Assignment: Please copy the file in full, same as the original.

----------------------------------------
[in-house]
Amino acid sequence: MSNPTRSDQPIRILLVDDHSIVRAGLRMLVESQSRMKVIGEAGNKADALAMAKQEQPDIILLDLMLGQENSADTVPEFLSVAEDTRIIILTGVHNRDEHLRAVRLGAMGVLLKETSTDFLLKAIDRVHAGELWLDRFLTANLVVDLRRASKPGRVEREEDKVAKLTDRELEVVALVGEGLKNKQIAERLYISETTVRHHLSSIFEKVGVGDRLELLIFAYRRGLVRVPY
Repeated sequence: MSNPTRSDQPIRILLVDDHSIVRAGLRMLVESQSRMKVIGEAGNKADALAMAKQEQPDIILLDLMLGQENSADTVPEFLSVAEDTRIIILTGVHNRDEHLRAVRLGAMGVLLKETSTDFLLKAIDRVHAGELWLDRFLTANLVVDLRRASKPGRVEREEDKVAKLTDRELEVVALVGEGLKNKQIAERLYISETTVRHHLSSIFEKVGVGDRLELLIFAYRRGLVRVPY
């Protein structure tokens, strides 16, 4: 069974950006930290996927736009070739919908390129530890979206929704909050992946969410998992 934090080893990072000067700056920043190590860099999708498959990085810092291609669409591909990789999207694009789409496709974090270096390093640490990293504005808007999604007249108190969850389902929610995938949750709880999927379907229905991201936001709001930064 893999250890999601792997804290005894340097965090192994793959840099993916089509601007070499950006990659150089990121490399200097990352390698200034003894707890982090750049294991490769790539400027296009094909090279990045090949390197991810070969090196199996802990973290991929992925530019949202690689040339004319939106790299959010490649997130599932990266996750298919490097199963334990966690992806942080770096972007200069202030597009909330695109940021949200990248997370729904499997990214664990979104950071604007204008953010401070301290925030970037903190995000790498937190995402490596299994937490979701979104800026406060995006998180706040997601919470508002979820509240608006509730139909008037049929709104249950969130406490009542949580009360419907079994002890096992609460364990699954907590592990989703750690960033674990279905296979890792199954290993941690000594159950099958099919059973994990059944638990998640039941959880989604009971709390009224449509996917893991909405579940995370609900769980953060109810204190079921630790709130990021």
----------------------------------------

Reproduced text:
[in-house]
Amino acid sequence: MSNPTRSDQPIRILLVDDHSIVRAGLRMLVESQSRMKVIGEAGNKADALAMAKQEQPDIILLDLMLGQENSADTVPEFLSVAEDTRIIILTGVHNRDEHLRAVRLGAMGVLLKETSTDFLLKAIDRVHAGELWLDRFLTANLVVDLRRASKPGRVEREEDKVAKLTDRELEVVALVGEGLKNKQIAERLYISETTVRHHLSSIFEKVGVGDRLELLIFAYRRGLVRVPY
Repeated sequence: MSNPTRSDQPIRILLVDDHSIVRAGLRMLVESQSRMKVIGEAGNKADALAMAKQEQPDIILLDLMLGQENSADTVPEFLSVAEDTRIIILTGVHNRDEHLRAVRLGAMGVLLKETSTDFLLKAIDRVHAGELWLDRFLTANLVVDLRRASKPGRVEREEDKVAKLTDRELEVVALVGEGLKNKQIAERLYISETTVRHHLSSIFEKVGVGDRLELLIFAYRRGLVRVPY
């Protein structure tokens, strides 16, 4: 069974950006930290996927736009070739919908390129530890979206929704909050992946969410998992 934090080893990072000067700056920043190590860099999708498959990085810092291609669409591909990789999207694009789409496709974090270096390093640490990293504005808007999604007249108190969850389902929610995938949750709880999927379907229905991201936001709001930064 893999250890999601792997804290005894340097965090192994793959840099993916089509601007070499950006990659150089990121490399200097990352390698200034003894707890982090750049294991490769790539400027296009094909090279990045090949390197991810070969090196199996802990973290991929992925530019949202690689040339004319939106790299959010490649997130599932990266996750298919490097199963334990966690992806942080770096972007200069202030597009909330695109940021949200990248997370729904499997990214664990979104950071604007204008953010401070301290925030970037903190995000790498937190995402490596299994937490979701979104800026406060995006998180706040997601919470508002979820509240608006509730139909008037049929709104249950969130406490009542949580009360419907079994002890096992609460364990699954907590592990989703750690960033674990279905296979890792199954290993941690000594159950099958099919059973994990059944638990998640039941959880989604009971709390009224449509996917893991909405579940995370609900769980953060109810204190079921630790709130990021």